The type string is used for textual data types, like string literals or template strings.

Try out the following code:

const language: string = 'TypeScript';
const message: string = `I'm programming in ${language}!`;

In this code block, both language and message are assigned the string type. The template literal is still a string, even though it is determined dynamically.

Since strings are common in JavaScript programming, this is probably one of the types you are going to use most.


The type boolean is used to represent true or false.

Try out the code in the following block:

const hasErrors: boolean = true;
const isValid: boolean = false;

Since hasErrors and isValid were declared as booleans, they can only be assigned the values true and false. Note that truthy and falsy values are not converted into their boolean equivalents and will throw an error if used with these variables.


The type number is used to represent integers and floats, as in the following:

const pi: number = 3.14159;
const year: number = 2021;

This is another common type that is used often in JavaScript development, so this declaration will be common in TypeScript.


The type bigint is a type that can be used when targetting ES2020. It’s used to represent BigInt, which is a new datatype to store integers bigger than 2^53.

Try the following code:

const bigNumber: bigint = 9007199254740993n;

Note: If this code throws an error, it is possible that TypeScript is not set up to target ES2020. This can be changed in your tsconfig.json file.

If you are working with numbers bigger than 2^53 or with some Math libraries, bigint will be a common type declaration.


The symbol type is used to represent the Symbol primitive value. This will create a unique, unnamed value.

Run the following code using the Symbol() constructor function:

const mySymbol: symbol = Symbol('unique-symbol-value');

The uniqueness of these values can be used to avoid reference collisions. For more on symbols in JavaScript, read the symbol article on Mozilla Developer Network (MDN).


In TypeScript, arrays are typed based on the elements they are expected to have. There are two ways to type an array:

  • Appending [] to the expected type of the array elements. For example, if you want to type an array that holds multiple number values, you could do it like this:
const primeNumbers: number[] = [2, 3, 5, 7, 11];

If you assigned a string value to this array, TypeScript would give you an error.

  • Using the Array<T> Generic, where T is the expected type of the elements in that array. Using the previous example, it would become this:
const primeNumbers: Array<number> = [2, 3, 5, 7, 11];

Both ways are identical, so pick one and try using only that format to represent arrays. This will keep the codebase consistent, which is often more important than choosing one style over the other.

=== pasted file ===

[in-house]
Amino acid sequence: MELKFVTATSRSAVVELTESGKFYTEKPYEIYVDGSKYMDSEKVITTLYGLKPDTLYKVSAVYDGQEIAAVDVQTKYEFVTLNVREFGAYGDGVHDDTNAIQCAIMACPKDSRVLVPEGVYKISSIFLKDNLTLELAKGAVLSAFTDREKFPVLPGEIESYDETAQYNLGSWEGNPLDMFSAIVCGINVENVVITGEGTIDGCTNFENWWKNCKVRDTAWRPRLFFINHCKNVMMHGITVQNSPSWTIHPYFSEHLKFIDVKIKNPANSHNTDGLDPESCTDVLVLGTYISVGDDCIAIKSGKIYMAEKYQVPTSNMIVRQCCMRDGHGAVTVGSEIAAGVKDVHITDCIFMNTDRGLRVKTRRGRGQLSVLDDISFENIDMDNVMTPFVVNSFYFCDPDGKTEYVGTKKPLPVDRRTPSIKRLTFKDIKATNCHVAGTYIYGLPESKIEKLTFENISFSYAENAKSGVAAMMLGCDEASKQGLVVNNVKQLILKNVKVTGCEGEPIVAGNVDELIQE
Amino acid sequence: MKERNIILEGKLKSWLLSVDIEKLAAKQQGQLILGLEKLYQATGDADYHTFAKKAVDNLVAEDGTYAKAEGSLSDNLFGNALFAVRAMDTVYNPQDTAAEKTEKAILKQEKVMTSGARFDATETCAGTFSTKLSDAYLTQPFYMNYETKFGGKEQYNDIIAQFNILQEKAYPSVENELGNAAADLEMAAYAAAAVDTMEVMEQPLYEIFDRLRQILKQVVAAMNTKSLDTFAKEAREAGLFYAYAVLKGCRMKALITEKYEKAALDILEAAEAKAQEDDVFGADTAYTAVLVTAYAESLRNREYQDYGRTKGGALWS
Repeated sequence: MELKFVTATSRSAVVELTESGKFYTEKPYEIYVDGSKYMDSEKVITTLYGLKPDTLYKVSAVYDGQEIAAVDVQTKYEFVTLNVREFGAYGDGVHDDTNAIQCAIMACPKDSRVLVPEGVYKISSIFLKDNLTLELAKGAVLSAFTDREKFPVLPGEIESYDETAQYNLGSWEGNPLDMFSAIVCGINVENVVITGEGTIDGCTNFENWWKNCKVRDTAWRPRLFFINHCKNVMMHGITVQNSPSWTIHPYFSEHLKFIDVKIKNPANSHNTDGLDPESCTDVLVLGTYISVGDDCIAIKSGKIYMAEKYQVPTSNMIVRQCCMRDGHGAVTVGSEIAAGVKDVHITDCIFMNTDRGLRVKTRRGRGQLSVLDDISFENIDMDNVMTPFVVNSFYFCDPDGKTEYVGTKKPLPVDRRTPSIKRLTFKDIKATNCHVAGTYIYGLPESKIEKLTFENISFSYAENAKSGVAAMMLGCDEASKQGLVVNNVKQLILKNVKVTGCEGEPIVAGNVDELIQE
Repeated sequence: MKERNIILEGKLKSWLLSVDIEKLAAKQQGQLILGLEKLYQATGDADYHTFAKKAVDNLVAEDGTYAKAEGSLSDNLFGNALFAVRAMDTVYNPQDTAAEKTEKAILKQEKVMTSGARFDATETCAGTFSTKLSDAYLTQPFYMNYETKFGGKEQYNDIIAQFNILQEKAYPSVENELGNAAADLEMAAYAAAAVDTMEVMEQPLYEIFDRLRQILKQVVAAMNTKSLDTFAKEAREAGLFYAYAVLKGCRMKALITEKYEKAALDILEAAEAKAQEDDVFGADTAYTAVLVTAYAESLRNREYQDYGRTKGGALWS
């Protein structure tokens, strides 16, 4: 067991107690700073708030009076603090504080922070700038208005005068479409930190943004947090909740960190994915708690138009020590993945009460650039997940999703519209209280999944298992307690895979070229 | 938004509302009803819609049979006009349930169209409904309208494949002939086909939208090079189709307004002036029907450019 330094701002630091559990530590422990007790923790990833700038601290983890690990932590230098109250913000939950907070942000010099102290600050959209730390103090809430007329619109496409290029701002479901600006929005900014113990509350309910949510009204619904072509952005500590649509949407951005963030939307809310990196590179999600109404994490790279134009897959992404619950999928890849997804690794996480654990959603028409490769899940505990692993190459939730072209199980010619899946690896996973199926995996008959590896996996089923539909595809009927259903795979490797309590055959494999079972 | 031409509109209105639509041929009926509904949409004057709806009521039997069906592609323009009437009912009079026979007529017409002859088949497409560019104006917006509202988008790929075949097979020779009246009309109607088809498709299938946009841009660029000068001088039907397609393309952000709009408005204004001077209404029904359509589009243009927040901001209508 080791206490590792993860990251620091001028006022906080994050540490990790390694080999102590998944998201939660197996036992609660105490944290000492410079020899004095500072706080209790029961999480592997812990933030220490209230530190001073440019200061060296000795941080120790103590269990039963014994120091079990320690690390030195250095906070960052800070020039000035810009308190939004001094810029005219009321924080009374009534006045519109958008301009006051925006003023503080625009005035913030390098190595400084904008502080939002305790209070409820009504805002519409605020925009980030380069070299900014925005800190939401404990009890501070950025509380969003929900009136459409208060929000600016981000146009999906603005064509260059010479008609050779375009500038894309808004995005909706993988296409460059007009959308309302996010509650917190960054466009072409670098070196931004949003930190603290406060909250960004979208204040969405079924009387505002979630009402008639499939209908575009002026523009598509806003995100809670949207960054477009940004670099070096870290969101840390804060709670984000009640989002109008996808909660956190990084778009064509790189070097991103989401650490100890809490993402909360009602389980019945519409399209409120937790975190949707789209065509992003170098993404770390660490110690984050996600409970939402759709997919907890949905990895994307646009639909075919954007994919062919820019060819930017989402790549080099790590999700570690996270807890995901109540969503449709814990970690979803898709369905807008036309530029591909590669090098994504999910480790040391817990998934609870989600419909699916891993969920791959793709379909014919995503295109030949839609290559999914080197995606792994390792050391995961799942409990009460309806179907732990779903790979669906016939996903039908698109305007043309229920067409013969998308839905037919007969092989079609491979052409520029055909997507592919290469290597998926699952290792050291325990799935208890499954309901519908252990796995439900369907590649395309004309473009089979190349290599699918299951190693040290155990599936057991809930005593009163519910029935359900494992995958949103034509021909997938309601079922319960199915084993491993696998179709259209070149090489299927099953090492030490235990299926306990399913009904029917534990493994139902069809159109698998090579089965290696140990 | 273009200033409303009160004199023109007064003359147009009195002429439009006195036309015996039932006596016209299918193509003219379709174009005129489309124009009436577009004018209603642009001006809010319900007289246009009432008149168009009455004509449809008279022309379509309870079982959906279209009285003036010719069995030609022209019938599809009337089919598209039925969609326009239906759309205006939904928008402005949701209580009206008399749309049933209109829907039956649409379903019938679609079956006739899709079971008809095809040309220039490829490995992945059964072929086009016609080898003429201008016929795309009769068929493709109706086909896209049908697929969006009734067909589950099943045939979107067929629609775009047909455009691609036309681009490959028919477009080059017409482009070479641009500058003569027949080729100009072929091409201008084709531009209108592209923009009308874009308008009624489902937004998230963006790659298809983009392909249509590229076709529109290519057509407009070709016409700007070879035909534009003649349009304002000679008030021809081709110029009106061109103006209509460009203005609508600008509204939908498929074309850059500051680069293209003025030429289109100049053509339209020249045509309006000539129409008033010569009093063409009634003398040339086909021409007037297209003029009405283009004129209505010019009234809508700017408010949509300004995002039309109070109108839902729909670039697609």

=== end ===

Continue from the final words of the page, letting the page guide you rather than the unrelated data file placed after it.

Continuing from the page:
One important aspect of using variables that hold arrays in TypeScript is that most of the time you will have to type them. Try the following code:

const myArray = [];

TypeScript is not able to infer the correct type expected by this array. Instead, it uses any[], which means an array of anything. This is not type-safe, and could cause confusion later in your code.

To make your code more robust, it is recommended to be explicit about the types of the array. For example, this would make sure the array has number elements:

const myArray: number[] = [];

This way, if you try to push an invalid value to the array, TypeScript will yield an error. Try out the following code:

const myArray: number[] = [];


The TypeScript Compiler will show error 2345:

Argument of type 'string' is not assignable to parameter of type 'number'. (2345)


Tuples are arrays with a specific number of elements. One common use-case for this is storing 2D coordinates in the format [x, y]. If you are working with React and using Hooks, the result from most Hooks is also a tuple, like const [isValid, setIsValid] = React.useState(false).

To type a tuple, as opposed to when typing an array, you wrap the type of the elements inside a [], separating them with commas. Imagine you are creating a literal array with the types of the elements:

const position: [number, number] = [1, 2];

If you try to pass less, or more, than the number of elements that the tuple expects, the TypeScript Compiler is going to show the error 2322.

Take the following code, for example:

const position: [number, number] = [1, 2, 3];

This would yield the following:

Type '[number, number, number]' is not assignable to type '[number, number]'. Source has 3 element(s) but target allows only 2. (2322)


In certain situations it may be too hard to specify the types of a value, such as if that value is coming from a third-party library or from code that was initially written without TypeScript. This can be especially common when migrating a JavaScript codebase to TypeScript in small steps. In these scenarios, it is possible to use a special type called any, which means any type. Using any means opting-out of type checking, and is the same as making the TypeScript Compiler ignore that value.